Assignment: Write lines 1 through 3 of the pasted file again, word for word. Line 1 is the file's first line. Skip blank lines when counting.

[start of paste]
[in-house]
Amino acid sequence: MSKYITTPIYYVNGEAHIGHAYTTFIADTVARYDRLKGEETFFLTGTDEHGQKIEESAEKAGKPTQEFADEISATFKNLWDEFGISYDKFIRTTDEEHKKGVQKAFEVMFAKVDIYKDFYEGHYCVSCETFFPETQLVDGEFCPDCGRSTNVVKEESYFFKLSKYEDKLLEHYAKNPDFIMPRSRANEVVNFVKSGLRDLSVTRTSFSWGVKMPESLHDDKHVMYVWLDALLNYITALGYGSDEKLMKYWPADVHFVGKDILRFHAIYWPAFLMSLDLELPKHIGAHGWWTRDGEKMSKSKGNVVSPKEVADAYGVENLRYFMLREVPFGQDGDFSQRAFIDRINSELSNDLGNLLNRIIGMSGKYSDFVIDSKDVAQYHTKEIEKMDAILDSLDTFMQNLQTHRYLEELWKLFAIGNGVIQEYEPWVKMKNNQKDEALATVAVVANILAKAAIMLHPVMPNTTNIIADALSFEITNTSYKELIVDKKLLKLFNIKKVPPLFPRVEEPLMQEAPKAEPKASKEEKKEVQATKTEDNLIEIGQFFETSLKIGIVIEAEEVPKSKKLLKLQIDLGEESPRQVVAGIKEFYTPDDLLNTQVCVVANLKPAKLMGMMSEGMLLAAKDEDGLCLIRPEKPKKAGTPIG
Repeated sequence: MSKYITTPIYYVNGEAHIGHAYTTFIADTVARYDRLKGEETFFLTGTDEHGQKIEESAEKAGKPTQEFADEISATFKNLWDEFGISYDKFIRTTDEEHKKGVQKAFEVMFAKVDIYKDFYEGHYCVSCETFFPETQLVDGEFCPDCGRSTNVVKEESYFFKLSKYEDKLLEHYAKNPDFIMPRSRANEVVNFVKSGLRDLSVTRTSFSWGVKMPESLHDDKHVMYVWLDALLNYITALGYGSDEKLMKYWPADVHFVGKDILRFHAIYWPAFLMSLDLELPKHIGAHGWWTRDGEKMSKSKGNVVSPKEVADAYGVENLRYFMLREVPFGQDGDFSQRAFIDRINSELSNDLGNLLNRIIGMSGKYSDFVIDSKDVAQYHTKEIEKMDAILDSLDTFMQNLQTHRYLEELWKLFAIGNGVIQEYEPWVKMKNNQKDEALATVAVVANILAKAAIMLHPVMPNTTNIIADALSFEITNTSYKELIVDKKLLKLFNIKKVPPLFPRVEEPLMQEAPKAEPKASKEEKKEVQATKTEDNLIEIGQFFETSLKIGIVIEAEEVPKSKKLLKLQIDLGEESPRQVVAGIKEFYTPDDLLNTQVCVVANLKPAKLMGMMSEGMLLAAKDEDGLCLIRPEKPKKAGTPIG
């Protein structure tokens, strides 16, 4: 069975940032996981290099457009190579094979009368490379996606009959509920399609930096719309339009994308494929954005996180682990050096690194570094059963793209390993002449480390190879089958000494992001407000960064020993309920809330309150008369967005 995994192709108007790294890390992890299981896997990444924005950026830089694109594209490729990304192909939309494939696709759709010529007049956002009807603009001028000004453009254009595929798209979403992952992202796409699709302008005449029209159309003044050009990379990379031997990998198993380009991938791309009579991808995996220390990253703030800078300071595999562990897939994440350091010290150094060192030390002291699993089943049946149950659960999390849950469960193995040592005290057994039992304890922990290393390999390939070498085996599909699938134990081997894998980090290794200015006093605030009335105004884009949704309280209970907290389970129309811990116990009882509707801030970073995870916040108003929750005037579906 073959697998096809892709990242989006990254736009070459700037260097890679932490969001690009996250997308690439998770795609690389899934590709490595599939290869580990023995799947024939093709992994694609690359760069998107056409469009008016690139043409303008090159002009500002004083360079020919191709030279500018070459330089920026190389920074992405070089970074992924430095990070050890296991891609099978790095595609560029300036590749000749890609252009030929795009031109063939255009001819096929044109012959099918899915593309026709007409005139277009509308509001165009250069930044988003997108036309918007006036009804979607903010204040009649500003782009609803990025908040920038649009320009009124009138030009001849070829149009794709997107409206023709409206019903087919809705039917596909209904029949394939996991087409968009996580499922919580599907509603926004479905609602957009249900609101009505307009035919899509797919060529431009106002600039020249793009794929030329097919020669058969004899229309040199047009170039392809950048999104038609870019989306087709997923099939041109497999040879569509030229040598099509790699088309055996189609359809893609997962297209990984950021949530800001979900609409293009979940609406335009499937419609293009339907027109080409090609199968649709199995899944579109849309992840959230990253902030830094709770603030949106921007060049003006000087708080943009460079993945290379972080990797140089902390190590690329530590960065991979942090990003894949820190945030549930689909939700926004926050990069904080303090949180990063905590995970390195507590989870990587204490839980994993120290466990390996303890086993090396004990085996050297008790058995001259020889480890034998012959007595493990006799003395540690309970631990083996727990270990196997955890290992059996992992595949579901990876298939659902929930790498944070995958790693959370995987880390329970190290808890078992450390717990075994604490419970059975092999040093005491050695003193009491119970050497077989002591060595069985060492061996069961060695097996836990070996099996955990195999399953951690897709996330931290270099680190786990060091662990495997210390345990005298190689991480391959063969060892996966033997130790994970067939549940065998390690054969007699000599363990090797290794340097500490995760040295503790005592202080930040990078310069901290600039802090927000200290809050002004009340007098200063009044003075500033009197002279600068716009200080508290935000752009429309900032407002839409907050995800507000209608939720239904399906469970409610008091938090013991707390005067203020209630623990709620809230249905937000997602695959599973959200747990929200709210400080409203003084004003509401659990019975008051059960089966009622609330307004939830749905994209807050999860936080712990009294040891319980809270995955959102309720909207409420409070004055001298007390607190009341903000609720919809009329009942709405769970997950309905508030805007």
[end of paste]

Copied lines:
[in-house]
Amino acid sequence: MSKYITTPIYYVNGEAHIGHAYTTFIADTVARYDRLKGEETFFLTGTDEHGQKIEESAEKAGKPTQEFADEISATFKNLWDEFGISYDKFIRTTDEEHKKGVQKAFEVMFAKVDIYKDFYEGHYCVSCETFFPETQLVDGEFCPDCGRSTNVVKEESYFFKLSKYEDKLLEHYAKNPDFIMPRSRANEVVNFVKSGLRDLSVTRTSFSWGVKMPESLHDDKHVMYVWLDALLNYITALGYGSDEKLMKYWPADVHFVGKDILRFHAIYWPAFLMSLDLELPKHIGAHGWWTRDGEKMSKSKGNVVSPKEVADAYGVENLRYFMLREVPFGQDGDFSQRAFIDRINSELSNDLGNLLNRIIGMSGKYSDFVIDSKDVAQYHTKEIEKMDAILDSLDTFMQNLQTHRYLEELWKLFAIGNGVIQEYEPWVKMKNNQKDEALATVAVVANILAKAAIMLHPVMPNTTNIIADALSFEITNTSYKELIVDKKLLKLFNIKKVPPLFPRVEEPLMQEAPKAEPKASKEEKKEVQATKTEDNLIEIGQFFETSLKIGIVIEAEEVPKSKKLLKLQIDLGEESPRQVVAGIKEFYTPDDLLNTQVCVVANLKPAKLMGMMSEGMLLAAKDEDGLCLIRPEKPKKAGTPIG
Repeated sequence: MSKYITTPIYYVNGEAHIGHAYTTFIADTVARYDRLKGEETFFLTGTDEHGQKIEESAEKAGKPTQEFADEISATFKNLWDEFGISYDKFIRTTDEEHKKGVQKAFEVMFAKVDIYKDFYEGHYCVSCETFFPETQLVDGEFCPDCGRSTNVVKEESYFFKLSKYEDKLLEHYAKNPDFIMPRSRANEVVNFVKSGLRDLSVTRTSFSWGVKMPESLHDDKHVMYVWLDALLNYITALGYGSDEKLMKYWPADVHFVGKDILRFHAIYWPAFLMSLDLELPKHIGAHGWWTRDGEKMSKSKGNVVSPKEVADAYGVENLRYFMLREVPFGQDGDFSQRAFIDRINSELSNDLGNLLNRIIGMSGKYSDFVIDSKDVAQYHTKEIEKMDAILDSLDTFMQNLQTHRYLEELWKLFAIGNGVIQEYEPWVKMKNNQKDEALATVAVVANILAKAAIMLHPVMPNTTNIIADALSFEITNTSYKELIVDKKLLKLFNIKKVPPLFPRVEEPLMQEAPKAEPKASKEEKKEVQATKTEDNLIEIGQFFETSLKIGIVIEAEEVPKSKKLLKLQIDLGEESPRQVVAGIKEFYTPDDLLNTQVCVVANLKPAKLMGMMSEGMLLAAKDEDGLCLIRPEKPKKAGTPIG